Compelling Knowledge: A Feminist Proposal for an Epistemology of the Cross
Asks what sorts and sources of knowing we should consider compelling as we seek to live morally responsible lives. Contends that Martin Luther's theology of the cross provides a solid theological and ethical basis for a surprisingly congenial conversation with feminist thought and scholarship on these issues.
Few feminist philosophers would expect to find a resonant dialog partner in the sixteenth-century theologian and reformer Martin Luther. This book contends, however, that Luther's theology of the cross, in its critique of both official theology and human pretension, its announcement of God's incarnate solidarity with humankind and the value of embodied experience, and its intention to equip humans to "use reality rightly", provides a solid theological and ethical basis for a surprisingly congenial conversation.
The "epistemology of the cross" that emerges from the conservation between secular feminist thought and Luther's theology of the cross raises and responds to the essential epistemological questions of power, experience, objectivity, and accountability. It helps us as people of privilege to overcome our resistance to knowing the reality of suffering, a reality we need to recognize if we are to respond to it, bear with it, and seek to overcome it. Solberg describes the movement from lived experience to "compelling knowledge: " seeing what is the case, recognizing one's implication in it, and responding accountably.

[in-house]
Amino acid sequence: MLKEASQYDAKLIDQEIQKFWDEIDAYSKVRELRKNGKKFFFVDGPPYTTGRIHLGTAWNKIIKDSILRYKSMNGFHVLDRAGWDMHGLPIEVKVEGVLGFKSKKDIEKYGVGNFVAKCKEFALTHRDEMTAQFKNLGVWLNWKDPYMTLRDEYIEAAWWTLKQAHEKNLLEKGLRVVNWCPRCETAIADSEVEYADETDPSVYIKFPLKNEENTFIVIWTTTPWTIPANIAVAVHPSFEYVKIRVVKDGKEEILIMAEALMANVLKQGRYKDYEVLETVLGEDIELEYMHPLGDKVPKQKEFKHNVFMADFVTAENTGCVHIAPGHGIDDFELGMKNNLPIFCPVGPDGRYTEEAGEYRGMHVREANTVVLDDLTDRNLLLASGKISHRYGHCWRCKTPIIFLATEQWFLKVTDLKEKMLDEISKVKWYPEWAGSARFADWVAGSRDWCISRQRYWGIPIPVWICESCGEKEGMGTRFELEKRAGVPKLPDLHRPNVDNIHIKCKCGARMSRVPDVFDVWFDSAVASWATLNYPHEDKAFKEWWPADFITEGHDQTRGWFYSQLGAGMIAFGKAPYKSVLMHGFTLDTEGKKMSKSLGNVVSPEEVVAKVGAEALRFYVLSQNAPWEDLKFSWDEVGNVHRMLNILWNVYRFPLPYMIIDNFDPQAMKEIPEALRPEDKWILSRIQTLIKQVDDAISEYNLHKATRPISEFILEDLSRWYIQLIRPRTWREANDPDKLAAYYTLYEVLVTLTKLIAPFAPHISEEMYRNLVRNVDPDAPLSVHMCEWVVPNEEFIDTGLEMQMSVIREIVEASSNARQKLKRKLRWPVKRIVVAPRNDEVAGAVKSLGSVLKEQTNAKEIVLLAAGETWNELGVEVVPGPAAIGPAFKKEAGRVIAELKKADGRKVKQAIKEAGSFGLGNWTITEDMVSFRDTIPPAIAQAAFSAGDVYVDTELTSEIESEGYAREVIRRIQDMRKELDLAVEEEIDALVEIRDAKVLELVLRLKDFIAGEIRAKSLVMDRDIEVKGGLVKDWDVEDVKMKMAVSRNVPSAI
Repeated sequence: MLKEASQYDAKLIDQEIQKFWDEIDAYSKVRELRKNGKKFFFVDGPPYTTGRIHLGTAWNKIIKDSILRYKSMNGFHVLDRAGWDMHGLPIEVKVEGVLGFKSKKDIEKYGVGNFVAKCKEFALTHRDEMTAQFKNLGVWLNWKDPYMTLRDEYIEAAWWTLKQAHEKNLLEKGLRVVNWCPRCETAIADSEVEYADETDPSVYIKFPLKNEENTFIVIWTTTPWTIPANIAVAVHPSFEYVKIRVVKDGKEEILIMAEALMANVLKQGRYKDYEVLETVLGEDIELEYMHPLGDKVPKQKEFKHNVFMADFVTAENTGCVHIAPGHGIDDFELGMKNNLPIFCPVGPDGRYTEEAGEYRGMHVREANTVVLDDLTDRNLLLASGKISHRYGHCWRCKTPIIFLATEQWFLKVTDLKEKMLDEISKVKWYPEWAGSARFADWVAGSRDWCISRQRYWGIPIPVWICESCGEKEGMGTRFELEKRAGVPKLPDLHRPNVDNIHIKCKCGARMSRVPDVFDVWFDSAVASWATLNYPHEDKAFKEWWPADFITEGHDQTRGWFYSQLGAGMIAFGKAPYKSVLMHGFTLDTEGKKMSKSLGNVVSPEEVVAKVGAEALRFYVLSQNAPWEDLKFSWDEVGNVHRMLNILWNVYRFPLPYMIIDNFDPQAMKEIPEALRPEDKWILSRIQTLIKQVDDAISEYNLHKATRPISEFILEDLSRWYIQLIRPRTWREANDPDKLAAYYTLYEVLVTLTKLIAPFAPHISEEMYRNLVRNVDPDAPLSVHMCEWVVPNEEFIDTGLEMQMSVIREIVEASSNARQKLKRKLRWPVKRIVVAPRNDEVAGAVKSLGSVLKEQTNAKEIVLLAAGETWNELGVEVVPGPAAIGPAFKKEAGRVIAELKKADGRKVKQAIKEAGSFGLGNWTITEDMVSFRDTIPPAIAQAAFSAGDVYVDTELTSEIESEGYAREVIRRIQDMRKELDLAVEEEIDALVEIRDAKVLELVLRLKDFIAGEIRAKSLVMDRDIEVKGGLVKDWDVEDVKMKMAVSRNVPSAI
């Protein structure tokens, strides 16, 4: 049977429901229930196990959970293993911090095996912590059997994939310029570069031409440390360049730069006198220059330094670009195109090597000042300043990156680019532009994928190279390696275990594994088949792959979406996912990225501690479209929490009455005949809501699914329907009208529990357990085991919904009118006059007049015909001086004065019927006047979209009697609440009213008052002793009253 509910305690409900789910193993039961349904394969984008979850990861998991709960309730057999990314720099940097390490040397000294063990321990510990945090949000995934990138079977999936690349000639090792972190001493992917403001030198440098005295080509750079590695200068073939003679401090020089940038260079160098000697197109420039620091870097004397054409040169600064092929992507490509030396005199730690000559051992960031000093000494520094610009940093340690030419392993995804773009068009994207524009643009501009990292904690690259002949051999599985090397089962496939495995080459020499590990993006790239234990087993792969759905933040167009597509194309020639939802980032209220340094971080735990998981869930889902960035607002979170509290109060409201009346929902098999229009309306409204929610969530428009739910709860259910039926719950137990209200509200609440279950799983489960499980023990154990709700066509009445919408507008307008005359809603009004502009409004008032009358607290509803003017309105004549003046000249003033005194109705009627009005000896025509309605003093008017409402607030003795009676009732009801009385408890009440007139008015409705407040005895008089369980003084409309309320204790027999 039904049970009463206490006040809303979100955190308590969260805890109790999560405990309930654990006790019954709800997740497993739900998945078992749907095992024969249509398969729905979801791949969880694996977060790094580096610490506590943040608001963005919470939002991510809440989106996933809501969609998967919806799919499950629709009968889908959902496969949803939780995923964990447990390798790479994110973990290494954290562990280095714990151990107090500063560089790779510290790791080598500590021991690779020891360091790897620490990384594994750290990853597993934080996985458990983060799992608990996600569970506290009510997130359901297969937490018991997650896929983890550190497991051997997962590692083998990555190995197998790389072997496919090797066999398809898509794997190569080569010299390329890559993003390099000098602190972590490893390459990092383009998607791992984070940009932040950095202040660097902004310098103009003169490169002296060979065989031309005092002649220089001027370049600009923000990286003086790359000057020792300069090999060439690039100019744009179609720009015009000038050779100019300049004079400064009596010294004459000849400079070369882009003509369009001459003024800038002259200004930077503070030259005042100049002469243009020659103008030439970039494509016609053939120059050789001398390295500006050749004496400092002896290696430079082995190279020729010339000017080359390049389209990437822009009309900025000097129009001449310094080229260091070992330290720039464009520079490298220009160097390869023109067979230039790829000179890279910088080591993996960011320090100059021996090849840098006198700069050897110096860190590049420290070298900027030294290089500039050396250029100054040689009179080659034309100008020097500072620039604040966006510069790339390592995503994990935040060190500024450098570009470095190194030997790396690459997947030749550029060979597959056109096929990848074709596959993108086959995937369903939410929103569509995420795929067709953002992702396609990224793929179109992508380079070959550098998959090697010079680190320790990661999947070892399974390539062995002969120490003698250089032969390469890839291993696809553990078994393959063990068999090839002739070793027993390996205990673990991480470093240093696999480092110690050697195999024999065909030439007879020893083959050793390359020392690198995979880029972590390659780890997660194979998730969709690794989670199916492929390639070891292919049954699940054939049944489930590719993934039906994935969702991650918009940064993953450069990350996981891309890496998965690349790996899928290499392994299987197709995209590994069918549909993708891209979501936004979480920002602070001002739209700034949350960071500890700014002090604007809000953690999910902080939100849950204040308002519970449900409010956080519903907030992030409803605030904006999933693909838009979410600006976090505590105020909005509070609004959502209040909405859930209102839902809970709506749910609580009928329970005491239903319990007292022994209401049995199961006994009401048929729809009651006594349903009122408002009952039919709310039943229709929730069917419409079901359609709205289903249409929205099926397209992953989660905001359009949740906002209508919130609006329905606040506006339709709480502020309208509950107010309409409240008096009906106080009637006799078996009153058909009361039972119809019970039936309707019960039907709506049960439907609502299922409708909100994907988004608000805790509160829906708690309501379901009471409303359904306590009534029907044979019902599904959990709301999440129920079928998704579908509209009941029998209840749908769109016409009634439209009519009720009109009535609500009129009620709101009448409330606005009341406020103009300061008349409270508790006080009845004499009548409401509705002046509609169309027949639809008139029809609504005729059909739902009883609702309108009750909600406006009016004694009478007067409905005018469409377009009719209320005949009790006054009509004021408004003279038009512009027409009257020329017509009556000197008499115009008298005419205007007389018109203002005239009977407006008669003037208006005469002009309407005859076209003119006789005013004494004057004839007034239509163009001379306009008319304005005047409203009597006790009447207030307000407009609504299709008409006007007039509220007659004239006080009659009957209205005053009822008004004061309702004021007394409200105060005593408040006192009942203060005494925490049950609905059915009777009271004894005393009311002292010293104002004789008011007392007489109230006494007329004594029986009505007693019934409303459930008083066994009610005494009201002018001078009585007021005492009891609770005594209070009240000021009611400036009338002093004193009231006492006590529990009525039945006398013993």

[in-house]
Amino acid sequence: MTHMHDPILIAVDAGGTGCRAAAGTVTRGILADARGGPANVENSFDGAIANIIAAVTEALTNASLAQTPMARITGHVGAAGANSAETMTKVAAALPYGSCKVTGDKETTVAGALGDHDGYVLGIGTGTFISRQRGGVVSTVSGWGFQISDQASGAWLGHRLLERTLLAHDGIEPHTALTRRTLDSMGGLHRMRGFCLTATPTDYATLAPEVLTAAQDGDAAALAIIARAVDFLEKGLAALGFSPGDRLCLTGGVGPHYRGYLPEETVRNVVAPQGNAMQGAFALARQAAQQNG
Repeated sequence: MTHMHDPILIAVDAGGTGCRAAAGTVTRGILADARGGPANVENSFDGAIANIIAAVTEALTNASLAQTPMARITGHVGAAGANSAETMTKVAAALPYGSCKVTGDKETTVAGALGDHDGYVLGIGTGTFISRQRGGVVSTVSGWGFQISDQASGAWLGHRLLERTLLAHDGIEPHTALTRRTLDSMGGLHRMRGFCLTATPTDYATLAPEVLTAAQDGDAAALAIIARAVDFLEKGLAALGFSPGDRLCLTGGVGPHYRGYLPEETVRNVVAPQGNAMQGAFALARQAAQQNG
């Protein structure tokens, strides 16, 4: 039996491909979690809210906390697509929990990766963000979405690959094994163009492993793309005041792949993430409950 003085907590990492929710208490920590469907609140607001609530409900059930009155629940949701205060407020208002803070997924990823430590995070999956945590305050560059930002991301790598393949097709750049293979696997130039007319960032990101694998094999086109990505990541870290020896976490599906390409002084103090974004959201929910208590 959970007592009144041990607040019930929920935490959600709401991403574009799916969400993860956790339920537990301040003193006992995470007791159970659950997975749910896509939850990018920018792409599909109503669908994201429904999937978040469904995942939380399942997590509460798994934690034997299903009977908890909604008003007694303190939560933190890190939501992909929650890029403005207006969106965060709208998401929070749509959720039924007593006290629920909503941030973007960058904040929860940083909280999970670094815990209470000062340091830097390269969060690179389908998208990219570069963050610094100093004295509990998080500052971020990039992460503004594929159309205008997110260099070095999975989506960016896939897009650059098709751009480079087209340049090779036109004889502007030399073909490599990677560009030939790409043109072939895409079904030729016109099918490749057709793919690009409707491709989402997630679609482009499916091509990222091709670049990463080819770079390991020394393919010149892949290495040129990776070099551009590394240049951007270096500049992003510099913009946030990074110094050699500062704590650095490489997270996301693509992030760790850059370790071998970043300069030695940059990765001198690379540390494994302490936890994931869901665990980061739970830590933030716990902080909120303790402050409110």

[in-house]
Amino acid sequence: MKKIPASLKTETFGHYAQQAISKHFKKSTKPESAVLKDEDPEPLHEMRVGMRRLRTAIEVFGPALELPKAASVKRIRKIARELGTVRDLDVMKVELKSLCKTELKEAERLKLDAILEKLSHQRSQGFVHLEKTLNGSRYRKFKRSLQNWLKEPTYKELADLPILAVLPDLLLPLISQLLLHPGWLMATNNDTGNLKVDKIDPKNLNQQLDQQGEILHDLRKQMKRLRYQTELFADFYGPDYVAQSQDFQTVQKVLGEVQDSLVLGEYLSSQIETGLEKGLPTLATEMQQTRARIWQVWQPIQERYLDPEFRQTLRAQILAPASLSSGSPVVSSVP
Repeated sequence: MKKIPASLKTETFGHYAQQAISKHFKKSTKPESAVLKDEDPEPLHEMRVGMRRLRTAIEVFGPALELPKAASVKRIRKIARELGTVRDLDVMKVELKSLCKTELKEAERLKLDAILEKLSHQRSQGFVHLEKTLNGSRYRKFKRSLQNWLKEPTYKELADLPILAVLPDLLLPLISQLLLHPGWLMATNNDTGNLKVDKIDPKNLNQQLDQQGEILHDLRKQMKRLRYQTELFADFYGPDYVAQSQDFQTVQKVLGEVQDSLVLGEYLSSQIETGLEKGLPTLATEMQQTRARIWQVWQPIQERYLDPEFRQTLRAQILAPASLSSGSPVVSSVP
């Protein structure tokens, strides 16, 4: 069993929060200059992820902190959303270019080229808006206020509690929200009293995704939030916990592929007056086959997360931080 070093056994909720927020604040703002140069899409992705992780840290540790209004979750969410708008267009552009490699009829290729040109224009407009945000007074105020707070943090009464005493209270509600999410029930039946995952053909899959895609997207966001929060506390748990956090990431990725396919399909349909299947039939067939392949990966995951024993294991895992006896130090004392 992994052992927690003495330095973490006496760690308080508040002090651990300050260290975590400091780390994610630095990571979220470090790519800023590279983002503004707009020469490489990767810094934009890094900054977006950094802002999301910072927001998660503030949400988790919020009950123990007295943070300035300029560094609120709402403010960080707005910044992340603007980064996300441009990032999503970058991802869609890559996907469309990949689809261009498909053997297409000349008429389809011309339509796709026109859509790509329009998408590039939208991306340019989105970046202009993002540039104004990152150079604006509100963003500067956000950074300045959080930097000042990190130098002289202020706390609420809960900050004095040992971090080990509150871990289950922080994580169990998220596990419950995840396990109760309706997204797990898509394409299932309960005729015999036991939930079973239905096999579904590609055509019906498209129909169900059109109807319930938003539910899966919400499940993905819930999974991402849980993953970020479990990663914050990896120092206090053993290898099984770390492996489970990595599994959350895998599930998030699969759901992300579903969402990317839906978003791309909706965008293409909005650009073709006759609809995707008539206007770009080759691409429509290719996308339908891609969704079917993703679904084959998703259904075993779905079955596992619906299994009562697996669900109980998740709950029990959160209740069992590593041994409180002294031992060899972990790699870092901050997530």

"The topic is of clear and present significance. Suffering and atonement are hot topics in the worlds of feminist theology; epistemology and agency are hot topics in the world of feminist philosophy. I know a lot of feminist theologians and ethicists who arereading feminist philosophy and wondering how to integrate it into a theological framework that is not post-Christian. This book would be enormously helpful to them, both substantively and methodologically". -- Martha Ellen Stortz, Pacific Luther Theological Seminary/The Graduate Theological Union